Effect of Temperature, Exposure Interval, and Depth of Diatomaceous Earth Treatment on Distribution, Mortality, and Progeny Production of Lesser Grain Borer (Coleoptera: Bostrichidae) in Stored Wheat

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Diatomaceous earth (DE) can be used as a surface treatment in stored wheat Triticum aestivum (L.) to control pest infestations. However, it is not known how the thickness of the DE-treated wheat layer or grain temperature impact effectiveness. Therefore, we conducted an experiment in growth chambers to assess the effect of different surface layers of hard winter wheat combined with DE on spatial distribution, adult survival, and progeny production of lesser grain borer, Rhyzopertha dominica (F.), and to determine whether temperature and exposure interval modified this effect. When adult lesser grain borers were released in experimental towers containing untreated wheat or wheat admixed with DE to a surface layer depth of 15.2, 22.9, or 30.5 cm, they were able to penetrate all DE layers and oviposit in the untreated wheat below. However, survival was significantly reduced in adults exposed to DE. Survival decreased both with increasing depth of the DE-treated wheat and with exposure interval. Temperature had no effect on adult survival, but significantly more progeny were produced at 32 than at 27°C. Progeny production was inversely correlated with the depth of the DE-treated layer. Vertical distribution patterns of parental beetles were not significantly different among treatments or exposure intervals; however, more insects were found at greater depths at 32 than at 27°C. The F1 production was reduced by 22% at the thickest DE-treated layer. However, we conclude that this level of survival could leave a residual population of lesser grain borers that would probably be above an allowable threshold for insect damage.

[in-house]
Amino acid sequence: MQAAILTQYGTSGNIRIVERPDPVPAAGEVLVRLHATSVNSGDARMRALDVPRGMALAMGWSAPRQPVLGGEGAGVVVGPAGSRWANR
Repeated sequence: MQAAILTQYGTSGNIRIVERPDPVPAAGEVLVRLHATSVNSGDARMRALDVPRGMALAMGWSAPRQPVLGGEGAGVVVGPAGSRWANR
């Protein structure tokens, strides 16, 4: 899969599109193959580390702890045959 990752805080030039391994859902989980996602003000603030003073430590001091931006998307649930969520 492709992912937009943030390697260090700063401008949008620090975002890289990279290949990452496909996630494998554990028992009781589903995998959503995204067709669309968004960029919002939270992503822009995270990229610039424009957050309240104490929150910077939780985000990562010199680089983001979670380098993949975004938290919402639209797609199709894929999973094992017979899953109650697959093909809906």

Keywords: Rhyzopertha dominica; control; diatomaceous earth; movement; wheat

Document Type: Research Article

DOI: http://dx.doi.org/10.1603/0022-0493-99.3.1017

Publication date: June 1, 2006

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  • Journal of Economic Entomology is published bimonthly in February, April, June, August, October, and December. The journal publishes articles on the economic significance of insects and is divided into the following sections: apiculture & social insects; arthropods in relation to plant disease; forum; insecticide resistance and resistance management; ecotoxicology; biological and microbial control; ecology and behavior; sampling and biostatistics; household and structural insects; medical entomology; molecular entomology; veterinary entomology; forest entomology; horticultural entomology; field and forage crops, and small grains; stored-product; commodity treatment and quarantine entomology; and plant resistance. In addition to research papers, Journal of Economic Entomology publishes Letters to the Editor, interpretive articles in a Forum section, Short Communications, Rapid Communications, and Book Reviews.
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